Firefight Friday

Norco, California, 1980, Firefight Friday

NorcoWe’ve all heard about the North Hollywood shootout in 1997. Have you ever heard about the Norco, California shootout in 1980?

In Norco, California, on May 9, 1980, FIVE bank robbers attempted a robbery of a Security Pacific Bank. Heavily armed with shotguns, handguns, an AR-15, an HK-91, an HK-93, and even IEDs, 4 men made entry on the bank, while one waited outside. Before it was over, 1 Deputy and 2 robbers would be dead. Nine officers were wounded, over 30 police cars were damaged, and a police helicopter had even taken fire.

Their plan started going wrong when an employee at a competing bank observed the robbers go in. She called the police immediately. Glyn Bolasky, a Deputy with Riverside County, arrived first. The lookout alerted the men inside and they exited and immediately started firing at Bolasky. He was able to put his vehicle in reverse and withdraw. He took cover and immediately returned fire. The robbers fled the scene in their van, but did not cease firing at Bolasky. Bolasky was able to fire a shot into the vehicle and strike the driver in the back of the head. The vehicle lost control and crashed. The robbers then had to proceed on foot. With over 200 rounds fired in Bolasky’s direction, his vehicle was struck 47 times. Bolasky was also shot multiple times in the face, shoulder, forearms, and elbow.

Two officers arrived on scene and while one engaged the shooter, the other successfully evacuated Bolasky. After commandeering another vehicle, the remaining 4 robbers engaged in a shootout with officers eventually damaging 33 cars and a helicopter with their small arms and their improvised explosive devices. Managing to get a significant distance from the officers, they stopped and established an ambush point on the road. Responding officers were only armed with .38 revolvers and 12 gauge shotguns, the standard loadout for officers of the time. Prior to the attack, Riverside Deputy James Evans radioed to other officers that he sensed an impending ambush. Evans, a Green Beret Veteran of the Vietnam War, did what he could with what he had. He attempted to engage the suspects with his revolver at a distance of over 50 yards. After reloading, and exposing himself to continue firing, he was shot through the eye with a rifle and died instantly.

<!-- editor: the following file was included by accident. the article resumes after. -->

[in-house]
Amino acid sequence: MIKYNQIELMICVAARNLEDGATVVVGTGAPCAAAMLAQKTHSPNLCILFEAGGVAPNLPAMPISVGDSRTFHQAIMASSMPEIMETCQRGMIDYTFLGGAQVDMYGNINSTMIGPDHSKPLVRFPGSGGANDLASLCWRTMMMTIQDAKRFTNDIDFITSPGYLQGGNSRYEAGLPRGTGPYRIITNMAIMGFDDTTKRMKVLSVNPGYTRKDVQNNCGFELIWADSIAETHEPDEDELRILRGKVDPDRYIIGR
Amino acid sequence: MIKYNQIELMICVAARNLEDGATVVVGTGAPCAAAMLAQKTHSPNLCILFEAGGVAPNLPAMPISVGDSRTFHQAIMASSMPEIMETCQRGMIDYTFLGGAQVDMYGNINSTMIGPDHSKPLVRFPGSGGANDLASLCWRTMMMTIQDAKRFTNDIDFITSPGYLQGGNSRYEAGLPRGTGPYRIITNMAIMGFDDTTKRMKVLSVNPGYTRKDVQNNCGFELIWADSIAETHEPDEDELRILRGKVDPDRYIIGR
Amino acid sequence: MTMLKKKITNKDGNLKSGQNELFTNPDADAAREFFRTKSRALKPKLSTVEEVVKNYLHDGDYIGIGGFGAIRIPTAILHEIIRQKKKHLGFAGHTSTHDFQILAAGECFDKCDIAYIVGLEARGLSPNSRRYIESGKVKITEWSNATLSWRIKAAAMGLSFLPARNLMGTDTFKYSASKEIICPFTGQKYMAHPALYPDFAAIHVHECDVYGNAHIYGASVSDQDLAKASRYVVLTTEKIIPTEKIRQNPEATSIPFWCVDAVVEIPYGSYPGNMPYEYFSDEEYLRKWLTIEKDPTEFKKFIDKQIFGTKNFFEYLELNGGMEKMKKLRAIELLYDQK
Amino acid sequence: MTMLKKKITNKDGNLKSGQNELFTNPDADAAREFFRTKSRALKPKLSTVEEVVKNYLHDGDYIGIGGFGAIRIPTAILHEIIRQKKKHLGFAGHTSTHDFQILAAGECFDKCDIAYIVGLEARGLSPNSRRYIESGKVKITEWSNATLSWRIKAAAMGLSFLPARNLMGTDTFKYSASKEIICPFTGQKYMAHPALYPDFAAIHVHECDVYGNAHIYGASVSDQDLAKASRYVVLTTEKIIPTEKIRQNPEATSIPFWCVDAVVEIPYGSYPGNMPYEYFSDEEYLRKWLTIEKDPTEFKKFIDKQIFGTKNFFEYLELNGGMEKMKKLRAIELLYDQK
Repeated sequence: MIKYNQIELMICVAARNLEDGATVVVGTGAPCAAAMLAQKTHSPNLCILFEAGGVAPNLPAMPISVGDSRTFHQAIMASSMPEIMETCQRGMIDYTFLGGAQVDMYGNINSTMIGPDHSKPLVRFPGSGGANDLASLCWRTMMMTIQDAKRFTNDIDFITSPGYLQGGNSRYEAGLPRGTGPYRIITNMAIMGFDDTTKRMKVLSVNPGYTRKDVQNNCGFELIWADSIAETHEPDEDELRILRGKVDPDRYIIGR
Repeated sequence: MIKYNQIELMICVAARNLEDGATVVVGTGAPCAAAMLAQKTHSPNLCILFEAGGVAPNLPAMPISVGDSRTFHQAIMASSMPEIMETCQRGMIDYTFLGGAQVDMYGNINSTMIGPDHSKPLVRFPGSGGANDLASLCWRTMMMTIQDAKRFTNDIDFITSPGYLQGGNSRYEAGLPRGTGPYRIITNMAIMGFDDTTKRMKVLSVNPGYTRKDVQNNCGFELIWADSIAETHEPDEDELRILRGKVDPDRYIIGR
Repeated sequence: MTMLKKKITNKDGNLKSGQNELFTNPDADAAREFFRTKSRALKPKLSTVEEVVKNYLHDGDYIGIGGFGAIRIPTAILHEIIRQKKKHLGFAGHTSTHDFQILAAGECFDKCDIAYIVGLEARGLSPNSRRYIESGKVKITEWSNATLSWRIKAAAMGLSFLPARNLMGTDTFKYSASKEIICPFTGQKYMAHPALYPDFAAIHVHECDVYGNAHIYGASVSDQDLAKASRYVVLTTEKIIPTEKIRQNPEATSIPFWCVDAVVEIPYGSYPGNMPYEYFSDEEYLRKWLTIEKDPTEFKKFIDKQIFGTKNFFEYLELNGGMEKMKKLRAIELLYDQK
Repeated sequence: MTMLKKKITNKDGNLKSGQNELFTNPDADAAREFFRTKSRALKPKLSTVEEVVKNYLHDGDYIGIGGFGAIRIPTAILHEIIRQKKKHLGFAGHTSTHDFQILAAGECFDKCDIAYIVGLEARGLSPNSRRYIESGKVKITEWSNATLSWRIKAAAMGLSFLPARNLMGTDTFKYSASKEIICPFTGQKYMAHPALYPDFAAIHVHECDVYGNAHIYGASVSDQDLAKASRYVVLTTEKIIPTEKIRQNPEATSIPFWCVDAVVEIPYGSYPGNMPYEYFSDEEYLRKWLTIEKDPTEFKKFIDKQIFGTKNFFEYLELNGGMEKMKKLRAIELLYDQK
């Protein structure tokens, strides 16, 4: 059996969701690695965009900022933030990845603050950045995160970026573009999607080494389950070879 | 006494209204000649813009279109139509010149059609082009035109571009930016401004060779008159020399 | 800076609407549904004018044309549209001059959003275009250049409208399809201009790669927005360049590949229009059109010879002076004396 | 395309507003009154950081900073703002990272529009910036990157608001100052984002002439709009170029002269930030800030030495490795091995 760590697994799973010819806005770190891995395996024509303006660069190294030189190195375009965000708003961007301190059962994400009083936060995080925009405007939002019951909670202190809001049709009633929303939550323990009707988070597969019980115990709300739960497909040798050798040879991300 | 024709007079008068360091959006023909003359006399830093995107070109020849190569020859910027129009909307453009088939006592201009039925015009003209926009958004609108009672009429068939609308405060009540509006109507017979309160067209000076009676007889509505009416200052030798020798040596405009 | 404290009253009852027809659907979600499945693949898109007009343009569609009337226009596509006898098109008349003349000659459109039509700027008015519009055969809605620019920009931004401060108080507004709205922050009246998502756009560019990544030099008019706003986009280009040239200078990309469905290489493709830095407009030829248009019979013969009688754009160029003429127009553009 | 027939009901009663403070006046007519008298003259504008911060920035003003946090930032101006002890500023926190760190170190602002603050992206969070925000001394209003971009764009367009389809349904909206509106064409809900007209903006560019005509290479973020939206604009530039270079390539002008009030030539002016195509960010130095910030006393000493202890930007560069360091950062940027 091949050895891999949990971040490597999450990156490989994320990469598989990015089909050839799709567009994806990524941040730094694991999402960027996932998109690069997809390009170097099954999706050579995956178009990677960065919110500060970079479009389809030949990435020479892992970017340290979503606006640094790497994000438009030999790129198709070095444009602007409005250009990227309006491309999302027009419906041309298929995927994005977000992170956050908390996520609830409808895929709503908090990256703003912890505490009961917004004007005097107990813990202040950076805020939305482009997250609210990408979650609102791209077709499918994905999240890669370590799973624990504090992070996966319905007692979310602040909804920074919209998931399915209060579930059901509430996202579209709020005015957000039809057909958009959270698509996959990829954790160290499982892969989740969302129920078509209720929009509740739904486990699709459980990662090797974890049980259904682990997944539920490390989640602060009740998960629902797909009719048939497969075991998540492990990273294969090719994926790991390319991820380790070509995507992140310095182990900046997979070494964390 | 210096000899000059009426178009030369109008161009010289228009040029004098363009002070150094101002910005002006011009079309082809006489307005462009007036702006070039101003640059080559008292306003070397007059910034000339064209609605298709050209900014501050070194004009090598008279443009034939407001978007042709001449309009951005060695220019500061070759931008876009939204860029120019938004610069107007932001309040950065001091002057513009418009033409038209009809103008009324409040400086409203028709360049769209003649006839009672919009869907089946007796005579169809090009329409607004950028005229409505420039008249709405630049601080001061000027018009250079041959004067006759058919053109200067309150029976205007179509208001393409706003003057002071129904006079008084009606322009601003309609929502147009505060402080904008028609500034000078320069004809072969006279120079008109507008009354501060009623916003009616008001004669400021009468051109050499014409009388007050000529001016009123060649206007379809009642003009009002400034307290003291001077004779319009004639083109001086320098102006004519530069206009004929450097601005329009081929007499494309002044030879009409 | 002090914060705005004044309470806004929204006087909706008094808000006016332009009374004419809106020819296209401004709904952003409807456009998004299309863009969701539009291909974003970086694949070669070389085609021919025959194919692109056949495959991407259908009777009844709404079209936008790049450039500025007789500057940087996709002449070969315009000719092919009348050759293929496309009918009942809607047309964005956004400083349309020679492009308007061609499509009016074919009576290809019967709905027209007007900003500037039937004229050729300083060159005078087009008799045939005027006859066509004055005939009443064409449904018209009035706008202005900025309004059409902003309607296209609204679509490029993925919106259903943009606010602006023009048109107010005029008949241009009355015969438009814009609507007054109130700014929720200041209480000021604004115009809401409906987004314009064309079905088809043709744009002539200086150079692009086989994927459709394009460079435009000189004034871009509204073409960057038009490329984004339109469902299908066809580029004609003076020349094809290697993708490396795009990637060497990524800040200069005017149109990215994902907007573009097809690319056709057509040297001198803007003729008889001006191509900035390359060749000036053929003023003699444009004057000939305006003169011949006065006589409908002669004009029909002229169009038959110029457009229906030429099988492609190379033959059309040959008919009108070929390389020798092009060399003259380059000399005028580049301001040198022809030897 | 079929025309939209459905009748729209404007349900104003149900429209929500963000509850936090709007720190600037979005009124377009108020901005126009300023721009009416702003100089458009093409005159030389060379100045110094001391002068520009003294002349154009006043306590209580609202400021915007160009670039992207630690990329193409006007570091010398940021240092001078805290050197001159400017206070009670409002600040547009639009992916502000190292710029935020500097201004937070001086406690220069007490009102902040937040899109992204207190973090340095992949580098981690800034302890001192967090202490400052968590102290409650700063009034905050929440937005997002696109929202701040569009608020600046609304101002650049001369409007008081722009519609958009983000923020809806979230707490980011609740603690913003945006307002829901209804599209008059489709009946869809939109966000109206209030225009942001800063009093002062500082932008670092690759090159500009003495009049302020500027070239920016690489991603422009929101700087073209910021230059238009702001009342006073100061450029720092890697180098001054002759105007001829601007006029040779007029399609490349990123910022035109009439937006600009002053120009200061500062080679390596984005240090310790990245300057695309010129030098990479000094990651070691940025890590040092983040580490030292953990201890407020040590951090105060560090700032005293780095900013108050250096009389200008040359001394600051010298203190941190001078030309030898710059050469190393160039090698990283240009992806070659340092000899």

Not until San Bernardino Deputy DJ McCarty brought an AR-15 to the fight did the suspects disengage and flee the scene. They fled into the woods and were captured the next day. One of the remaining 4 was killed in another shootout before capture.

The remaining 3 were convicted and sentenced to life in prison without parole.

A few lessons learned from this incident still affect law enforcement today. After the ammunition limitations of the 6-shot revolver proved to be a problem, many agencies in the area began the transition to semi-automatic 9mm and .40 caliber handguns. The limitations of the shotgun brought about the issuance of Ruger Mini-14’s and AR-15/M16’s to patrol officers. Even the helicopter that received small arms fire during the incident brought about additional training for air units. In recent years, this training was even used by San Bernardino deputies to bring a pursuit to a close by providing effective fire from the air.

Does your agency issue rifles? Rifle rated armor? If not, do you supply your own? What do you think still needs to be done to prepare for incidents like this?

In an effort to better organize and provide my blog some direction, I’ll be using Fridays to detail some of law enforcement’s most significant shoot-outs. Any suggestions for lesser known incidents?

I sourced Wikipedia and a Massad Ayoob article for some of these details.



The Last on Courtesy from Elements of Police Science

This will wrap up the chapter on courtesy as briefly as possible. I’m working on a way to summarize all the courtesy points from several sources into one compact write-up that I might post here. Hopefully it’s worth a damn.